I couldn't believe it.
When ABC announced last week that it would be pulling the plug on "All My Children" and "One Life to Live" I was utterly shocked. Both shows have been staples of the network's daytime programming for more than 40 years. Though I haven't regularly watched soap operas since college, I was especially sad about AMC. I grew up reveling in the lavish and outrageously dramatic lives of Erica Kane and Adam Chandler. I have a soft spot for AMC also because, in a way, that show helped make me a feminist.
No, this isn't an essay arguing that Susan Lucci's Kane was a great feminist heroine. The heroes of this story are my parents. When I heard news of the show's cancellation the first thing I thought was, "Oh no! Daddy will be crushed!" That's right, the biggest AMC fan I know isn't my mom, my aunt, or one of my best gal pals; it's my dad. For decades he's recorded this and other soap operas so that when he gets home from a long day at the warehouse, he has hours of delicious drama to enjoy with his dinner. It's amazing how much father-daughter bonding we've had thanks to AMC. On top of that, my dad never realized that by simply watching his soaps religiously he taught me to toss gender stereotypes out the window.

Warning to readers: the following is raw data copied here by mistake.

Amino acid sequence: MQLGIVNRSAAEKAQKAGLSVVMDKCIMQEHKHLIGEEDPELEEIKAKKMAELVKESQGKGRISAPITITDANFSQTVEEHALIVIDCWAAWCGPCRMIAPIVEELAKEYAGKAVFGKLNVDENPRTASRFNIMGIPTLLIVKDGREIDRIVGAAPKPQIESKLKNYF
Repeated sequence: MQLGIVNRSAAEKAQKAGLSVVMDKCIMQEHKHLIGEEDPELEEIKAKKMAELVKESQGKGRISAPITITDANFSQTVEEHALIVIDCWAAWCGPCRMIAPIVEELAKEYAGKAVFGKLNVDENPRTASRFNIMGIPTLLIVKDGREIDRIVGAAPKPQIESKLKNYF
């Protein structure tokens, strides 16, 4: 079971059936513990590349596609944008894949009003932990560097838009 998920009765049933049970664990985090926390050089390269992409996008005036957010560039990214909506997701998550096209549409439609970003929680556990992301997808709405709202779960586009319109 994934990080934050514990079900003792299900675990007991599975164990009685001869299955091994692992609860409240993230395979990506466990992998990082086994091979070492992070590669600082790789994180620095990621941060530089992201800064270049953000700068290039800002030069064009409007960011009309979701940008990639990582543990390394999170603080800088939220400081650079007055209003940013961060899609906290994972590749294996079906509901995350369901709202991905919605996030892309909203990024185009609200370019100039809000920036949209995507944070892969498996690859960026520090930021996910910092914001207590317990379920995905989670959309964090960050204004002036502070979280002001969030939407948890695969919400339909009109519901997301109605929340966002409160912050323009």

While my dad watches soaps my mom watches Spike TV and gory horror flicks on SyFy. My mom may do the laundry and all the household cleaning, but my dad does all the grocery shopping and cooking. For me AMC is a symbol, a reminder to be thankful that I grew up in a family that never gave me the dos and don'ts of being a proper lady, or any ridiculous rules about a woman's "role" in the family. So goodbye Erica. Goodbye Adam. I will miss you, but I know not half as much as my Daddy will.